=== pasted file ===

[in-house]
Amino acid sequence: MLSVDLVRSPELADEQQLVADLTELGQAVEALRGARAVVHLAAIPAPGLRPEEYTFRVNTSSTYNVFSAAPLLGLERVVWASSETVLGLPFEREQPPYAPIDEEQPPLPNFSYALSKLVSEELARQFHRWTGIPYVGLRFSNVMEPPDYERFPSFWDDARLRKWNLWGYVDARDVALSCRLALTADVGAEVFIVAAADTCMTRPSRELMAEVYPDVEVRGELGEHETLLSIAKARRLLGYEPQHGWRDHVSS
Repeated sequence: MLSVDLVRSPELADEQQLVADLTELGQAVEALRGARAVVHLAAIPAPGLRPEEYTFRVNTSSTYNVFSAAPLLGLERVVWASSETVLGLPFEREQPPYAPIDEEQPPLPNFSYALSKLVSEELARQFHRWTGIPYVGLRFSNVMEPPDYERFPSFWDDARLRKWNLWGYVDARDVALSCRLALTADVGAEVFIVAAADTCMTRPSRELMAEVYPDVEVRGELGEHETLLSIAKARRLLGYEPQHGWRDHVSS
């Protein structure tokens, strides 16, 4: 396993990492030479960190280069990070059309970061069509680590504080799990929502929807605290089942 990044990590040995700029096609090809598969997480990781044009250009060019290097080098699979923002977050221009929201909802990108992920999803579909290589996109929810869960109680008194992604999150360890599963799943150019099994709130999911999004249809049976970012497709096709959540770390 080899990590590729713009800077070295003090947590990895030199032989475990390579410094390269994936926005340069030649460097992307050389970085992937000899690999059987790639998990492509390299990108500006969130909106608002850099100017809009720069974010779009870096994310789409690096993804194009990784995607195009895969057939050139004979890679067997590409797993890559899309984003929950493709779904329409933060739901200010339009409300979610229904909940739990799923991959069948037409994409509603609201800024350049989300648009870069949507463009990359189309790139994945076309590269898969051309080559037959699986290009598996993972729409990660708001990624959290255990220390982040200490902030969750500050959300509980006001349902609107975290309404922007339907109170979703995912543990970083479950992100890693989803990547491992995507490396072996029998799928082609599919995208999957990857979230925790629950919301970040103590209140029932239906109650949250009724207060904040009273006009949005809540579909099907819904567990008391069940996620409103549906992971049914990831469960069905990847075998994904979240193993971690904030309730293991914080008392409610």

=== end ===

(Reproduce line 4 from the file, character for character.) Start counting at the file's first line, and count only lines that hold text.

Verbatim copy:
């Protein structure tokens, strides 16, 4: 396993990492030479960190280069990070059309970061069509680590504080799990929502929807605290089942 990044990590040995700029096609090809598969997480990781044009250009060019290097080098699979923002977050221009929201909802990108992920999803579909290589996109929810869960109680008194992604999150360890599963799943150019099994709130999911999004249809049976970012497709096709959540770390 080899990590590729713009800077070295003090947590990895030199032989475990390579410094390269994936926005340069030649460097992307050389970085992937000899690999059987790639998990492509390299990108500006969130909106608002850099100017809009720069974010779009870096994310789409690096993804194009990784995607195009895969057939050139004979890679067997590409797993890559899309984003929950493709779904329409933060739901200010339009409300979610229904909940739990799923991959069948037409994409509603609201800024350049989300648009870069949507463009990359189309790139994945076309590269898969051309080559037959699986290009598996993972729409990660708001990624959290255990220390982040200490902030969750500050959300509980006001349902609107975290309404922007339907109170979703995912543990970083479950992100890693989803990547491992995507490396072996029998799928082609599919995208999957990857979230925790629950919301970040103590209140029932239906109650949250009724207060904040009273006009949005809540579909099907819904567990008391069940996620409103549906992971049914990831469960069905990847075998994904979240193993971690904030309730293991914080008392409610």